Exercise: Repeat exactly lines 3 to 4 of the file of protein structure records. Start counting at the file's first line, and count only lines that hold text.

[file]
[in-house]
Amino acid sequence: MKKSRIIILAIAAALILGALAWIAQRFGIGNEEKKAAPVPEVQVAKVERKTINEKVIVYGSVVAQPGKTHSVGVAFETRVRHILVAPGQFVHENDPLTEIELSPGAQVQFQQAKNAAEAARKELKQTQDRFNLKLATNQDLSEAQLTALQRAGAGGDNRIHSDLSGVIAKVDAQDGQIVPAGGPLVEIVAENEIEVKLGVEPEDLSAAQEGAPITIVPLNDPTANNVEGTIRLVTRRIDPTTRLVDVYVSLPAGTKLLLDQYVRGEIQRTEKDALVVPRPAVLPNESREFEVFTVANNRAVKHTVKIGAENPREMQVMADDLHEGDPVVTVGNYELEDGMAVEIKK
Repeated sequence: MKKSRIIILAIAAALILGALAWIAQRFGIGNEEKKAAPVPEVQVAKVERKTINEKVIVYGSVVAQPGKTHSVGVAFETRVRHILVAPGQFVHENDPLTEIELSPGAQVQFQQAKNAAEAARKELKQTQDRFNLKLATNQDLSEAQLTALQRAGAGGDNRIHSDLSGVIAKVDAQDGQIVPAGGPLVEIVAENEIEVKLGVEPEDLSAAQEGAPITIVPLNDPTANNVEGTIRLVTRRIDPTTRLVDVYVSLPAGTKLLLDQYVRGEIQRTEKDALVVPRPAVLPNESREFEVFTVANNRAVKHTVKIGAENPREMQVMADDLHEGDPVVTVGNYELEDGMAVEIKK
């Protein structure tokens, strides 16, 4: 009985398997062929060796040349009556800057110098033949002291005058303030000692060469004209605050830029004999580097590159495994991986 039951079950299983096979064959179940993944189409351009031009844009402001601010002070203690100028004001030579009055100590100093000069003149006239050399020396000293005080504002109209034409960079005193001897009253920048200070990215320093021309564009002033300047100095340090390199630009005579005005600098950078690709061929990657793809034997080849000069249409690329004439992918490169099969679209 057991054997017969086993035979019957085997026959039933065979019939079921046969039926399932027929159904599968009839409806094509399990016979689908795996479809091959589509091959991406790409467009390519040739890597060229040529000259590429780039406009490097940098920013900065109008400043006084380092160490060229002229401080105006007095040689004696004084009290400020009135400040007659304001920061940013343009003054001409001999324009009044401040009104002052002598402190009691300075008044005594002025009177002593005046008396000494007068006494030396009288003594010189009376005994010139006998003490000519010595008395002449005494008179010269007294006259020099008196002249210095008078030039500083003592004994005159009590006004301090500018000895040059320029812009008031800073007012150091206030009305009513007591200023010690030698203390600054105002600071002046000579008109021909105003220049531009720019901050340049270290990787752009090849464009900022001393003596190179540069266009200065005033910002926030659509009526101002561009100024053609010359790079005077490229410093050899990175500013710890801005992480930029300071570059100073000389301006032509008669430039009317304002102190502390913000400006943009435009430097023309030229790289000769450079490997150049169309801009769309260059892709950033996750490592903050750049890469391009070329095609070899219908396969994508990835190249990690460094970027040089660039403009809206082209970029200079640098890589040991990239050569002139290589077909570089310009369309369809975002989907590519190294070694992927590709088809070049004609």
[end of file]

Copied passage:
Repeated sequence: MKKSRIIILAIAAALILGALAWIAQRFGIGNEEKKAAPVPEVQVAKVERKTINEKVIVYGSVVAQPGKTHSVGVAFETRVRHILVAPGQFVHENDPLTEIELSPGAQVQFQQAKNAAEAARKELKQTQDRFNLKLATNQDLSEAQLTALQRAGAGGDNRIHSDLSGVIAKVDAQDGQIVPAGGPLVEIVAENEIEVKLGVEPEDLSAAQEGAPITIVPLNDPTANNVEGTIRLVTRRIDPTTRLVDVYVSLPAGTKLLLDQYVRGEIQRTEKDALVVPRPAVLPNESREFEVFTVANNRAVKHTVKIGAENPREMQVMADDLHEGDPVVTVGNYELEDGMAVEIKK
């Protein structure tokens, strides 16, 4: 009985398997062929060796040349009556800057110098033949002291005058303030000692060469004209605050830029004999580097590159495994991986 039951079950299983096979064959179940993944189409351009031009844009402001601010002070203690100028004001030579009055100590100093000069003149006239050399020396000293005080504002109209034409960079005193001897009253920048200070990215320093021309564009002033300047100095340090390199630009005579005005600098950078690709061929990657793809034997080849000069249409690329004439992918490169099969679209 057991054997017969086993035979019957085997026959039933065979019939079921046969039926399932027929159904599968009839409806094509399990016979689908795996479809091959589509091959991406790409467009390519040739890597060229040529000259590429780039406009490097940098920013900065109008400043006084380092160490060229002229401080105006007095040689004696004084009290400020009135400040007659304001920061940013343009003054001409001999324009009044401040009104002052002598402190009691300075008044005594002025009177002593005046008396000494007068006494030396009288003594010189009376005994010139006998003490000519010595008395002449005494008179010269007294006259020099008196002249210095008078030039500083003592004994005159009590006004301090500018000895040059320029812009008031800073007012150091206030009305009513007591200023010690030698203390600054105002600071002046000579008109021909105003220049531009720019901050340049270290990787752009090849464009900022001393003596190179540069266009200065005033910002926030659509009526101002561009100024053609010359790079005077490229410093050899990175500013710890801005992480930029300071570059100073000389301006032509008669430039009317304002102190502390913000400006943009435009430097023309030229790289000769450079490997150049169309801009769309260059892709950033996750490592903050750049890469391009070329095609070899219908396969994508990835190249990690460094970027040089660039403009809206082209970029200079640098890589040991990239050569002139290589077909570089310009369309369809975002989907590519190294070694992927590709088809070049004609």